7 Ways the Year 1968 Changed America

  • Protesting the pageant
Protesting the pageant
Photo credit: Bev Grant / Archive Photos via Getty Images

It’s been referred to as the year that changed America: In 1968, the United States experienced an unprecedented upheaval of long-held values and practices that left an indelible — and still reverberating — mark on the country. Facing the assassinations of beloved leaders, protests against the Vietnam War and racial inequality, and a major shift in media and pop culture, the nation was forced to confront some of its most deeply rooted issues, and evolve in the process. While the year was marked by tragedy and division, it also led to significant progress in civil rights and political activism, inspiring a generation of Americans to fight for equality and justice, and in turn, reshape the country's social landscape. Here are seven events from 1968 that changed America.

Photo credit: Washington Bureau / Archive Photos via Getty Images

Richard Nixon Became President After a Divisive Election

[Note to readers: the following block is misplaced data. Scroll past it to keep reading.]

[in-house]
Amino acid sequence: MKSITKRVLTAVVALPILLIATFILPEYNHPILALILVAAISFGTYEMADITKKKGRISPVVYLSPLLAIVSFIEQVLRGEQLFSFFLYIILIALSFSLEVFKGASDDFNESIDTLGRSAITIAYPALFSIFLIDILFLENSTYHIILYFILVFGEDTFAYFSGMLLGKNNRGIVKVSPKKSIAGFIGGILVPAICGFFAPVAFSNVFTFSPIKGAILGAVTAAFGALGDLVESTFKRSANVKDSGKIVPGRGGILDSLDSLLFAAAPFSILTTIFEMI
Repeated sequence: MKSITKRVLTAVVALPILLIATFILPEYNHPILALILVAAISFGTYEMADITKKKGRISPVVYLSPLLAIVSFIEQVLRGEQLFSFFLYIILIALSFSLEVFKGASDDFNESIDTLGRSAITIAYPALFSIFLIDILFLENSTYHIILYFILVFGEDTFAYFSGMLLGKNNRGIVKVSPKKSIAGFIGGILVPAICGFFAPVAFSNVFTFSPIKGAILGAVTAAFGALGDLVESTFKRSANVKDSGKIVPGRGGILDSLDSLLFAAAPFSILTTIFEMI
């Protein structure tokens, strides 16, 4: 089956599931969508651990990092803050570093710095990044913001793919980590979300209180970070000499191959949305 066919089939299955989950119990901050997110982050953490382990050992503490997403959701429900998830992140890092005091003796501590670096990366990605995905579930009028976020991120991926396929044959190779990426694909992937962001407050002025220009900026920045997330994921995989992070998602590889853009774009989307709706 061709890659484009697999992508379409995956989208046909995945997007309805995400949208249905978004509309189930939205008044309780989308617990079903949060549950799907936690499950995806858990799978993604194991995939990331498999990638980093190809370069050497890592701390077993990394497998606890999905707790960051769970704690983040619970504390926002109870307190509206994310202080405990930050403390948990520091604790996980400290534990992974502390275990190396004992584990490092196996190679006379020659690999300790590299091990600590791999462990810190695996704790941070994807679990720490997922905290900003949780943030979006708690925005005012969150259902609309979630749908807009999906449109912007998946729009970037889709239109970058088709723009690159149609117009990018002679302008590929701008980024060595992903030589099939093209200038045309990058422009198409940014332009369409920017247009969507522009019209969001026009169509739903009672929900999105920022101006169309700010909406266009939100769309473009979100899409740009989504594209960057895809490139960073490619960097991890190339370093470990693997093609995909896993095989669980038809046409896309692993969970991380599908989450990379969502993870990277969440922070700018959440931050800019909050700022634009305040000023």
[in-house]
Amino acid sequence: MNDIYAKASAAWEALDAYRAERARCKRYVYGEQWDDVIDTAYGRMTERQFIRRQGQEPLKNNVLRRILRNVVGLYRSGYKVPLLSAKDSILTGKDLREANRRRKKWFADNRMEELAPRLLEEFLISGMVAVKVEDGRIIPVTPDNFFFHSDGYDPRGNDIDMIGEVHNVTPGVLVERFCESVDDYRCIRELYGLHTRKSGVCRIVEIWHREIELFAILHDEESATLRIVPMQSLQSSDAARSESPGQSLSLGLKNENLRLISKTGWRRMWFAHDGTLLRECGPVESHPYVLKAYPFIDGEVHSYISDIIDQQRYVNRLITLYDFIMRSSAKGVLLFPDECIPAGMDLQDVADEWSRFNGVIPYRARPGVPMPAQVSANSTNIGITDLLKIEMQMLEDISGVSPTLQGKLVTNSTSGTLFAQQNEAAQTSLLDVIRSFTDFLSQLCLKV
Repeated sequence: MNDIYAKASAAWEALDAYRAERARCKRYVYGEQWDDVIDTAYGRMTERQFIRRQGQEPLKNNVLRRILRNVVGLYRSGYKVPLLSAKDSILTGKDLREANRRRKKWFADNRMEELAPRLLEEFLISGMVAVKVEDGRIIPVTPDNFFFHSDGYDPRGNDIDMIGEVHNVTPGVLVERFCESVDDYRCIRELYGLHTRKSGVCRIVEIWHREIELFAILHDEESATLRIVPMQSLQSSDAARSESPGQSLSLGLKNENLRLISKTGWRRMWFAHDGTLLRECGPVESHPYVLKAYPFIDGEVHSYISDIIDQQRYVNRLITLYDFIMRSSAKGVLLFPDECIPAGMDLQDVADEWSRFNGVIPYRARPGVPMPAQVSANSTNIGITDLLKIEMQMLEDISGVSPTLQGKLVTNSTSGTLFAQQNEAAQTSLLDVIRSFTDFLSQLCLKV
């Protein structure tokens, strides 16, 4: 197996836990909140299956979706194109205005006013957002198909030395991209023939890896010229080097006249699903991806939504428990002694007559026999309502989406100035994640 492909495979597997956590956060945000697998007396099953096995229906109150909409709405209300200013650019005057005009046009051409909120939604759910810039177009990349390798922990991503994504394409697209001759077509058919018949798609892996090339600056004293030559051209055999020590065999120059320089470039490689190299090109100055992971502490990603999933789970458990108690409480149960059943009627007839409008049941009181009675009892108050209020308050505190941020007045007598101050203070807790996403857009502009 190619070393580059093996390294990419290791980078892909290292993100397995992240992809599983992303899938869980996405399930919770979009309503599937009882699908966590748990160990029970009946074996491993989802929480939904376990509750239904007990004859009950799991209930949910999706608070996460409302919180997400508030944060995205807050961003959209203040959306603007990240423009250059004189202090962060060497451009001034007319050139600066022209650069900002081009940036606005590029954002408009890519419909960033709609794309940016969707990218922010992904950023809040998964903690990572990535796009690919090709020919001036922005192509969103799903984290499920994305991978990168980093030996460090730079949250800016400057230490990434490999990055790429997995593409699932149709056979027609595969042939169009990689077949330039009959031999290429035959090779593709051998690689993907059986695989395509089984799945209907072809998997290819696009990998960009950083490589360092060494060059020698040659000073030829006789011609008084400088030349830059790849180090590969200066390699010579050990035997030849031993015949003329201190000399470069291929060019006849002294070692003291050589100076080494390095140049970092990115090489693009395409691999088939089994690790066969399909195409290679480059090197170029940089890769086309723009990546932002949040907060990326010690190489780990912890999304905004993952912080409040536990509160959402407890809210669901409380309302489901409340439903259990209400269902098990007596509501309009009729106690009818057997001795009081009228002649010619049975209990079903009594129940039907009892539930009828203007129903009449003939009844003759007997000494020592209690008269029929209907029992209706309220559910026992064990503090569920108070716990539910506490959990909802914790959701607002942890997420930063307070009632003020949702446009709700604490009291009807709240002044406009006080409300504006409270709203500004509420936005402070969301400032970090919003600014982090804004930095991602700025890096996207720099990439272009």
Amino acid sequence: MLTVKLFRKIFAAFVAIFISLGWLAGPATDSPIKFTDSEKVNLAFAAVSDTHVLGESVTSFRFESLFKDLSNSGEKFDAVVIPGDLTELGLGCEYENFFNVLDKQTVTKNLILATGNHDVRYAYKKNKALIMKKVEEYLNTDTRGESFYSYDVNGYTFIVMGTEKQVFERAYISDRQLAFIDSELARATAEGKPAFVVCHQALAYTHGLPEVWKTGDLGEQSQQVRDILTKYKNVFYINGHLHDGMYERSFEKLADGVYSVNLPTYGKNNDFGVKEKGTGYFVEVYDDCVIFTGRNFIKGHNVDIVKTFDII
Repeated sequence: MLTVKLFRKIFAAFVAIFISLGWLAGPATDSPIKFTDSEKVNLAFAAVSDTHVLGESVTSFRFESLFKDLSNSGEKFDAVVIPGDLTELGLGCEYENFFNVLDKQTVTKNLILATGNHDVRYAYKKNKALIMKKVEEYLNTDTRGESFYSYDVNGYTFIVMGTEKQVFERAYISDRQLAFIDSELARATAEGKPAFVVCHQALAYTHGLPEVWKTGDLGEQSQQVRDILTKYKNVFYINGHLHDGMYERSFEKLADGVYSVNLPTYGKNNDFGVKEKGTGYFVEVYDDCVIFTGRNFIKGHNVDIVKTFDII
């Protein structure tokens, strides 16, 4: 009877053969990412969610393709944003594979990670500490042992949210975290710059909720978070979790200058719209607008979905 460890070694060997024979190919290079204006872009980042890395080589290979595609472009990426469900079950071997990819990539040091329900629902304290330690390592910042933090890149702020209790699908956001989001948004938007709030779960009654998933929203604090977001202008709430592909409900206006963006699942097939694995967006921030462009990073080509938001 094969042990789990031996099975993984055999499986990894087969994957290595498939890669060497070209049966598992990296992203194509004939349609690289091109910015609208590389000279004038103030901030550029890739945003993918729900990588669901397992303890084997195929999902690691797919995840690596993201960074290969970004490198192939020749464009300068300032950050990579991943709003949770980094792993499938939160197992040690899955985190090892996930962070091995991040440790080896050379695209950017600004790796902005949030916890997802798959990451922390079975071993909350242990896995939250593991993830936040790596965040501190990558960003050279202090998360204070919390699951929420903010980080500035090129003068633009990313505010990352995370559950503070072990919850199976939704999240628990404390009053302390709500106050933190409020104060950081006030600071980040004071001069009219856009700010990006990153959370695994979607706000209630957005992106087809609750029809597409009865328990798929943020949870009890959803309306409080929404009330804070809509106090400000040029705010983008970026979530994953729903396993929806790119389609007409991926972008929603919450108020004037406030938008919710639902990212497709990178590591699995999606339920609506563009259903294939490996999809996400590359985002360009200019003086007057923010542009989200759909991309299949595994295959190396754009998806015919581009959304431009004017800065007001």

The 1968 presidential election is still considered one of the most contentious and divisive elections in U.S. history. In March, President Lyndon B. Johnson announced that he would not be seeking reelection. In the ensuing months, America’s opposition to the Vietnam War escalated, and the stunning assassinations of Martin Luther King Jr. and Robert F. Kennedy sent the country into angry unrest. An already tense political climate was thrown into chaos when anti-war protesters clashed with police outside the Democratic National Convention in Chicago. In the end, a fraught and uninspiring race between Republican candidate Richard Nixon, Democrat Hubert Humphrey, and segregationist George Wallace ended in a victory for Nixon. The contentious nature of the election contributed to a deepening sense of political polarization in the United States.

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